Thursday, October 30, 2014

Lets Look At Maria

    There are times when a certain person, by the force of their presence and appearance can shift the direction of the social consciousness.  In the case of opera singer Maria Callas, it was both her form and her style that shifted things for people the globe over.

    Prior to Ms Callas' appearance on the opera stage, the accepted notion was that opera singers, in general, were going to be large, and not especially stylish people.  Callas changed that idea forever when during her career she went through a weight loss, and emerged transformed.  She was trim, exotically beautiful, and super stylish in a truly modern way. She wore couture, wore it with distinction, and helped a whole generation of women to start painting a winged eye with their make up.  But her contribution, stylistically, was more far reaching than that.
Our predisposition was to imagine that an opera singer needed physical size in order to produce the vocal power needed for their strenuous art.  But with her intense nearly 3 octave voice, Callas put the lie to that notion, and helped transition opera to where it is now.
In the current opera world, appearance is becoming as vital as voice, and so the large and in charge idea is fading out.  This is, in part, because opera everywhere is struggling to maintain audience, and in order to draw in a new crop of opera goers, the feeling is that presenting a more current image of physical attractiveness, however artificial it might be, is only going to help matters.  So the new crop of singers is being told that they need to look as good as they sound.  Its becoming all about a total package, while opera is branded to move further into the 21st century as still having relevance.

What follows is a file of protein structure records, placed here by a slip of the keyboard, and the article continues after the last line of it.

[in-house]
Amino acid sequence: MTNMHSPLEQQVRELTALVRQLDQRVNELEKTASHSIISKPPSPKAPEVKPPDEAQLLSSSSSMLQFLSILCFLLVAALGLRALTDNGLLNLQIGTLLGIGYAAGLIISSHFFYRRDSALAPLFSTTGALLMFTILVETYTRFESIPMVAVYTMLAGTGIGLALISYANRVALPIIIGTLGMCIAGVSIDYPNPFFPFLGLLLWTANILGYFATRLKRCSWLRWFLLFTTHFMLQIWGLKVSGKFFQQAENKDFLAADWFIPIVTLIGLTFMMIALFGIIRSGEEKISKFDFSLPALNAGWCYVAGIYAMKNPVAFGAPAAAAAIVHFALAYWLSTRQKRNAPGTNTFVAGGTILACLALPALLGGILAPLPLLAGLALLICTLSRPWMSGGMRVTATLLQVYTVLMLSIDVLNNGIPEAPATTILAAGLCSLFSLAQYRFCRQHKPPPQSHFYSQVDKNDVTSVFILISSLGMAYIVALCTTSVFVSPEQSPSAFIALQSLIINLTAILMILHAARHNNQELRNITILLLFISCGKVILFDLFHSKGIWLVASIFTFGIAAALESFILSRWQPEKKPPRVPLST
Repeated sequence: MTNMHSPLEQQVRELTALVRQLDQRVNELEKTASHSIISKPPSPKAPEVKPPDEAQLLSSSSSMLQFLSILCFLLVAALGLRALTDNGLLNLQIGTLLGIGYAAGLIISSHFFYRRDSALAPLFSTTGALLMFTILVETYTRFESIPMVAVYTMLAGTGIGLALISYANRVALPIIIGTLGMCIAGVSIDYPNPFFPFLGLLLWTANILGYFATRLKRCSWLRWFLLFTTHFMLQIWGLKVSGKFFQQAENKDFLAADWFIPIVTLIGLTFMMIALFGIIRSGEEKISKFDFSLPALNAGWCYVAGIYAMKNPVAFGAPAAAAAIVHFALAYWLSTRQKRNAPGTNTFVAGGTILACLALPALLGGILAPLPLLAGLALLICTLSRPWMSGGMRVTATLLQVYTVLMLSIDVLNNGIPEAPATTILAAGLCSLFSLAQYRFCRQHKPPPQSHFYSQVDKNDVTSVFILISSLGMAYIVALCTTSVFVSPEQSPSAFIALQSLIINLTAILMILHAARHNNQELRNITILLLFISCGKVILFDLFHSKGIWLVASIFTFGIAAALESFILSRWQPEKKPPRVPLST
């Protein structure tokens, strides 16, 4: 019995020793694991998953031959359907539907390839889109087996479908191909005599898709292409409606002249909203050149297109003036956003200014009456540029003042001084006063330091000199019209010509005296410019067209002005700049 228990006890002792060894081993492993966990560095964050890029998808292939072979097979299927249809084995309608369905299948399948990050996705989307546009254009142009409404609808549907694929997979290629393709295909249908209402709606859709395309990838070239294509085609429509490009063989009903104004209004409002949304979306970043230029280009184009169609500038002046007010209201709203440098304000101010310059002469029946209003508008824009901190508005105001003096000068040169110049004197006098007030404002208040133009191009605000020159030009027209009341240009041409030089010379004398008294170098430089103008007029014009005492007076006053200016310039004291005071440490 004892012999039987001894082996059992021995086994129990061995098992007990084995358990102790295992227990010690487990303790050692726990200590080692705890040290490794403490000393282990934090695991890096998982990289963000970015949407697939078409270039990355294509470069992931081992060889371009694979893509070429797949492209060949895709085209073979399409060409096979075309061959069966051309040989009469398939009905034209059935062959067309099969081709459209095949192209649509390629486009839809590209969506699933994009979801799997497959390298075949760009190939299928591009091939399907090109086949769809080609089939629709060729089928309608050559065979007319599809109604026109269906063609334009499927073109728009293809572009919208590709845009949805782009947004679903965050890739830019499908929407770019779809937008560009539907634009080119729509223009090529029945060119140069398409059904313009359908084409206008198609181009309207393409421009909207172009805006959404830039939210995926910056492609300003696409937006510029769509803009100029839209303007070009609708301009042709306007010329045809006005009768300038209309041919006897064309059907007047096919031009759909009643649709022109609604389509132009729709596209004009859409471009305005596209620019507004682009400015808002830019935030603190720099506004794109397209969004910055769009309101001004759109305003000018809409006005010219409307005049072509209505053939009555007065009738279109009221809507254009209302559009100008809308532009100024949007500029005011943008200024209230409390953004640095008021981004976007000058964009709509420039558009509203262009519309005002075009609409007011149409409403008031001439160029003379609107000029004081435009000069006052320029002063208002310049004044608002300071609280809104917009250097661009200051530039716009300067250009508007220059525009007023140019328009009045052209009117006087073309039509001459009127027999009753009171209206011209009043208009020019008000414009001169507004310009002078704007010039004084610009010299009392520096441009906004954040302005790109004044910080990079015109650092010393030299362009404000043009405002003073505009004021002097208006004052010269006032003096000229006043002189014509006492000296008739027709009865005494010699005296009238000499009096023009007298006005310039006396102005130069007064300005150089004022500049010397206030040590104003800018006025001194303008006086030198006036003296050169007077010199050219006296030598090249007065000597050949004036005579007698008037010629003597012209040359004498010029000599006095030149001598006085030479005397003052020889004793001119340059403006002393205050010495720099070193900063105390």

So, Maria Callas played a sartorial, as well as a musical role during her life and career.  She broke molds and records on stage; and her personal, physical transformation, helped break molds off stage, and behind the curtains as well.

    Her place in this transition stands as an object lesson of how a person of influence, by their style choices, and other appearance choices, can shift the paradigm of the Attire language as it is spoken.

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